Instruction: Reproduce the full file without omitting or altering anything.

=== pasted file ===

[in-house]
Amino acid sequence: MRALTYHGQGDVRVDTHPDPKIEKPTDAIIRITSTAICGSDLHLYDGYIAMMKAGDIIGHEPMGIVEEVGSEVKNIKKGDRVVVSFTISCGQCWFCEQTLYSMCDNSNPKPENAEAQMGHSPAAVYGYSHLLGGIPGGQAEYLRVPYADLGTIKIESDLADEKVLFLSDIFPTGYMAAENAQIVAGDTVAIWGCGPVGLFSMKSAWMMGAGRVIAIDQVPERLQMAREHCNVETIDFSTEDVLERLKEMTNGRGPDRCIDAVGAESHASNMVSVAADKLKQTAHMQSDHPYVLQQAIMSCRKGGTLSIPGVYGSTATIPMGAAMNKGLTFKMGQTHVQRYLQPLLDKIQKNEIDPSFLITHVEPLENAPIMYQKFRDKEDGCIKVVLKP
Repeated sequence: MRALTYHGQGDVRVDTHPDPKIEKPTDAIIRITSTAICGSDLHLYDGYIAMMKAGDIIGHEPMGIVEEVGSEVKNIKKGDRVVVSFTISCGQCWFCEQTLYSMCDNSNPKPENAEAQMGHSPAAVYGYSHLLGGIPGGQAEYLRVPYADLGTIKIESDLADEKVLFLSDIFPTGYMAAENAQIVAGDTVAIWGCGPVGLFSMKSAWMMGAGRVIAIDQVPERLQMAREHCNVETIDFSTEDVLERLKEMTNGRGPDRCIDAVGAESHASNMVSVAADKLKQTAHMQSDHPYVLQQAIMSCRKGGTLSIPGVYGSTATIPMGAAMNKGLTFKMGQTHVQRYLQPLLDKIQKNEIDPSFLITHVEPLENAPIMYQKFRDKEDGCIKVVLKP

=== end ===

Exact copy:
[in-house]
Amino acid sequence: MRALTYHGQGDVRVDTHPDPKIEKPTDAIIRITSTAICGSDLHLYDGYIAMMKAGDIIGHEPMGIVEEVGSEVKNIKKGDRVVVSFTISCGQCWFCEQTLYSMCDNSNPKPENAEAQMGHSPAAVYGYSHLLGGIPGGQAEYLRVPYADLGTIKIESDLADEKVLFLSDIFPTGYMAAENAQIVAGDTVAIWGCGPVGLFSMKSAWMMGAGRVIAIDQVPERLQMAREHCNVETIDFSTEDVLERLKEMTNGRGPDRCIDAVGAESHASNMVSVAADKLKQTAHMQSDHPYVLQQAIMSCRKGGTLSIPGVYGSTATIPMGAAMNKGLTFKMGQTHVQRYLQPLLDKIQKNEIDPSFLITHVEPLENAPIMYQKFRDKEDGCIKVVLKP
Repeated sequence: MRALTYHGQGDVRVDTHPDPKIEKPTDAIIRITSTAICGSDLHLYDGYIAMMKAGDIIGHEPMGIVEEVGSEVKNIKKGDRVVVSFTISCGQCWFCEQTLYSMCDNSNPKPENAEAQMGHSPAAVYGYSHLLGGIPGGQAEYLRVPYADLGTIKIESDLADEKVLFLSDIFPTGYMAAENAQIVAGDTVAIWGCGPVGLFSMKSAWMMGAGRVIAIDQVPERLQMAREHCNVETIDFSTEDVLERLKEMTNGRGPDRCIDAVGAESHASNMVSVAADKLKQTAHMQSDHPYVLQQAIMSCRKGGTLSIPGVYGSTATIPMGAAMNKGLTFKMGQTHVQRYLQPLLDKIQKNEIDPSFLITHVEPLENAPIMYQKFRDKEDGCIKVVLKP